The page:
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Jacobs: Could Trump dump Cramer?

Kevin Cramer Rick Abbott / The Forum 1 / 2
U.S. Sen. Heidi Heitkamp (second right) shakes hands with President Donald Trump on Sept. 6 at the Tesoro Refinery in Mandan, N.D., as U.S. Rep. Kevin Cramer (far right) and Sen. John Hoeven (second left) stand nearby. Michael Vosburg / Forum Photo Editor2 / 2

An adage, my dictionary says, is a short statement expressing a general truth, and here is an example a grade school teacher taught me: If you don't like the weather in North Dakota, wait a minute.

Last week's weather proved the point, and it occurred to me that this adage could apply to politics as well. A month ago Republicans were confident of a clean sweep on the North Dakota ballot in November, but contrary winds have begun to blow.

Republicans lost a statewide candidate when Will Gardner withdrew from the race for secretary of state, leaving the party scrambling — and settling eventually on the very man they'd rejected at their state convention. He's the incumbent, Al Jaeger, who will run as an independent. The secretary of state contest will follow the federal candidates on the ballot; in other words, Republicans will have to leave the column in order to vote for him.

No one can be sure but it may be that Gardner would have survived the publication of his arrest record, but once exposed he quit the race. That might have ended the matter, but Kevin Cramer couldn't keep his mouth shut, and he rushed to Gardner's defense, calling him a good man and suggesting that he could be a candidate in another election some other time.

Cramer is the candidate for the U.S. Senate, the top of the ticket race. His defense of Gardner didn't do either of them any good politically; Gardner was a gone goose by the time Cramer said anything, and Cramer's statement raised questions about his own political judgment, a quality already in question. Cramer consistently displays a premature naïve enthusiasm.

Cramer has been an uncritical supporter of Donald Trump, not a political liability in itself, except that he's been obsequious about it, suggesting, for example, that the president deserved the Nobel Peace Prize even before the North Korean summit. He was also an early apologist for Scott Pruitt, administrator of the Environmental Protection Agency, whose latest policy initiative is to end the renewable fuels standard, a move that would have a wallet-draining effect on North

Dakota farmers.

The standard is an example of how a little appreciated provision, like a well-placed bush, can cause the political winds to shift. Other examples include looming trade wars, one with China, which buys a big share of North Dakota's soybean crop, and one with Canada and Mexico over the North American Free Trade Agreement. Despite initial opposition from the state's congressional delegation, all Democrats at the time, NAFTA has proven to be very good for North Dakota. To these add the farm bill, defeated in the Republican-controlled House of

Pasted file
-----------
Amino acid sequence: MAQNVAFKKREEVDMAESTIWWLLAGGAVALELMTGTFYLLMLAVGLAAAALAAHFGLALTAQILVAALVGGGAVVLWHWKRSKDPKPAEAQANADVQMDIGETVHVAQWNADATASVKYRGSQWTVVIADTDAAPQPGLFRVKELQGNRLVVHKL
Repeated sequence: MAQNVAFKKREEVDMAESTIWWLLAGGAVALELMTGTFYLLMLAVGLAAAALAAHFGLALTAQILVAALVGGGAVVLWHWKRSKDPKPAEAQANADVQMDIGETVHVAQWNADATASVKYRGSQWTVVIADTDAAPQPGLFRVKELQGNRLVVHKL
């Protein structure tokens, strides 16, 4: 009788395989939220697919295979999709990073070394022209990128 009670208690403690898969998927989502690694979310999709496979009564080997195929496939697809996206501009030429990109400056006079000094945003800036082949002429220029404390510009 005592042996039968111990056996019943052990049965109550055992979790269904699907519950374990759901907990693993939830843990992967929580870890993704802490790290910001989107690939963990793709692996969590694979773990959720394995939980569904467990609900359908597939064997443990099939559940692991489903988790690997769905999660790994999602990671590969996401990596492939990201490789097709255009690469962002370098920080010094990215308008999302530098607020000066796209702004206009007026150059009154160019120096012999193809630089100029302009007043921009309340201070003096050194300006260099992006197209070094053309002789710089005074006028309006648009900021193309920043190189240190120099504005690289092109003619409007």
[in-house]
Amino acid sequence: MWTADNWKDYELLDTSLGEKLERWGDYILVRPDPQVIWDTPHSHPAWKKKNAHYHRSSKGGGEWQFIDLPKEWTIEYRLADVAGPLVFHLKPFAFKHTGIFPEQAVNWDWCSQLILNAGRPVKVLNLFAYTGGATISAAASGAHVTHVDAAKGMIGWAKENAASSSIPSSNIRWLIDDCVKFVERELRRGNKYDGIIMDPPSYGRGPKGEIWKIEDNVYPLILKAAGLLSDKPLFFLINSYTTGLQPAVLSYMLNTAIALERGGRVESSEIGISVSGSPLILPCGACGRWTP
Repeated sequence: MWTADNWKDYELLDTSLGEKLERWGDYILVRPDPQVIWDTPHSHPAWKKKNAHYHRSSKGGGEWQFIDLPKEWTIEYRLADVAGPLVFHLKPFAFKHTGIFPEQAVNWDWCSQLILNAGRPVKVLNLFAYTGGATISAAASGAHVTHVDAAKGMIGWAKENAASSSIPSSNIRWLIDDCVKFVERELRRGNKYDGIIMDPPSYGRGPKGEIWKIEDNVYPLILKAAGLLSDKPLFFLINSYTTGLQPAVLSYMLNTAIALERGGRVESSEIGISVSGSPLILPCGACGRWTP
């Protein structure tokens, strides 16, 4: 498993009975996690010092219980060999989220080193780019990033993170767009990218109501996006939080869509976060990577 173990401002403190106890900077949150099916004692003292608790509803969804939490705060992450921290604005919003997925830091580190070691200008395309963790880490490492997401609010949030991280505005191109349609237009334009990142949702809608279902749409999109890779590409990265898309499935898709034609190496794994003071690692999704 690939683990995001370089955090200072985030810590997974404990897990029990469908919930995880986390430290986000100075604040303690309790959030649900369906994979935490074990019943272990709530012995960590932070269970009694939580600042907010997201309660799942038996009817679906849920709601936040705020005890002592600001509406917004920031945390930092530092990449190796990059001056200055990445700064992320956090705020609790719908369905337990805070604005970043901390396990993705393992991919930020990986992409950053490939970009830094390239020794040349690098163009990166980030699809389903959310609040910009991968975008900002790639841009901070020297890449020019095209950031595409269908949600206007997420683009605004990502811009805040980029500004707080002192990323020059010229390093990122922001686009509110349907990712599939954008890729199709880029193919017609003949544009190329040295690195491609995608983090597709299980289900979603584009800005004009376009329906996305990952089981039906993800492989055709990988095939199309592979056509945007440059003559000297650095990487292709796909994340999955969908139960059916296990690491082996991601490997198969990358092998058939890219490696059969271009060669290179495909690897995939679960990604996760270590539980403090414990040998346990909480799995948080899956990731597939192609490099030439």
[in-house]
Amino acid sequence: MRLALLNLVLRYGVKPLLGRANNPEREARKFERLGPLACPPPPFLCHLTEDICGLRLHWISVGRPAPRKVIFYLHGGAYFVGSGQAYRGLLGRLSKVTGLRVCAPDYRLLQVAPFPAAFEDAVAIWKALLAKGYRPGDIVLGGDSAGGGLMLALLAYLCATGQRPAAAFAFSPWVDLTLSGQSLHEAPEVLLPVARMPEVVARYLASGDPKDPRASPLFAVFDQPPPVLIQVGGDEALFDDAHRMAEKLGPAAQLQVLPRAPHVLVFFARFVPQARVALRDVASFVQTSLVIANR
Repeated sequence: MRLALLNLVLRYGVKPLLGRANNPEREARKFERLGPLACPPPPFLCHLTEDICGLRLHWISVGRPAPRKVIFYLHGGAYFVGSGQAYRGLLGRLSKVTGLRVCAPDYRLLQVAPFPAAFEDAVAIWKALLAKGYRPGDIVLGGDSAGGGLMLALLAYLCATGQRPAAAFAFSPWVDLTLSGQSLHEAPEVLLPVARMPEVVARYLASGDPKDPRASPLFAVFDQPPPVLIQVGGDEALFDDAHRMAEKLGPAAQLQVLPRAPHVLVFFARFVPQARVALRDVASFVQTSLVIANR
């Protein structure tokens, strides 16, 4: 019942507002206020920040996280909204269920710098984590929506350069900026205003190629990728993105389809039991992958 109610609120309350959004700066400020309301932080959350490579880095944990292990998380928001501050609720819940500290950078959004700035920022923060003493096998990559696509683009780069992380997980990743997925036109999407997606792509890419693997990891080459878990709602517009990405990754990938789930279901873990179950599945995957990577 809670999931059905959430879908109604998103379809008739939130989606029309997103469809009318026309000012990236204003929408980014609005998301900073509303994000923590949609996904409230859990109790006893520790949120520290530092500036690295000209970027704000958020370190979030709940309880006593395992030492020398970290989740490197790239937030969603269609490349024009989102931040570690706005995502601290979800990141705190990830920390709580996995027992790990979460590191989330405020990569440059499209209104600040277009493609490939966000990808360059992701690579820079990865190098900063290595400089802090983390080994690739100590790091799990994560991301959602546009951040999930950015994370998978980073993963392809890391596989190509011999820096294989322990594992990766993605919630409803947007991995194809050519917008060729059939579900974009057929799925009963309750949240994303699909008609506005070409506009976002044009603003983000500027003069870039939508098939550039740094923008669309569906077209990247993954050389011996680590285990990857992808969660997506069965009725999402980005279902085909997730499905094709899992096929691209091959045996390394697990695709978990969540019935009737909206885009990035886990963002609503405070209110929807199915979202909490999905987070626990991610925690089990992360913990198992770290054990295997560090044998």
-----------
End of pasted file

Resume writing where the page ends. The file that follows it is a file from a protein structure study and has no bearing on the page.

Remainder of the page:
Representatives and resurrected in the Senate.

These developments put the incumbent, U.S. Sen. Heidi Heitkamp in an enviable political provision. He can mold provisions of the farm bill and take credit for its passage while shoveling all the blame in the direction of House Republicans, and by implication her opponent, Cramer.

Then there's the tax bill, which Cramer praises as better for North Dakota than for any other state — little thanks to him, Heitkamp might argue, since he let a provision damaging to the state's sugar industry get past the House and left the Senate to clean up the damage.

The product of all this is uncertainty, a potentially lethal toxin in politics; farmers hate it and so do bankers. This is not the end. Heitkamp's own actions helped fill her sails. She helped engineer changes to banking regulations that hurt smaller banks. The president invited Heitkamp to join him as he signed the measure, affording Heitkamp proof on film of her assertion that she not only can work across party lines but can get credit for what she does.

It's a sign of frustration that Republicans whined about Trump's attention to Heitkamp, and there were worried suggestions that the president might forego campaigning against her, a decision that might doom Cramer's chances.

Cramer inadvertently underscored Heitkamp's appeal to voters. In an ad attacking her vote on the tax bill, he said, "We all like Heidi." That's not true, actually; plenty of Democrats are angry that she's cozied up to the president. They might not matter much if she succeeds in attracting crossover votes by presenting herself as a successful advocate of the state's interests, despite her party affiliation.

Her "battery acid" ad did that brilliantly, and she didn't utter Cramer's name. Republicans, meanwhile, saw their ballot leader stumble, their secretary of state candidate fold and their executive director quit. At the same time, Democrat Mac Schneider, running for the House seat Cramer is leaving, kept sniping at Republican Kelly Armstrong, a thoughtful, intellectual conservative, not a populist bully like some others in his party.

Heitkamp's re-election seemed in jeopardy a month ago, and it certainly isn't assured now. The election is five months away, plenty of time for the political weather to change. For the moment, however, her odds seem to have improved, even if it isn't quite time to wonder if she might have coattails.

Mike Jacobs is a former editor and publisher of the Herald.

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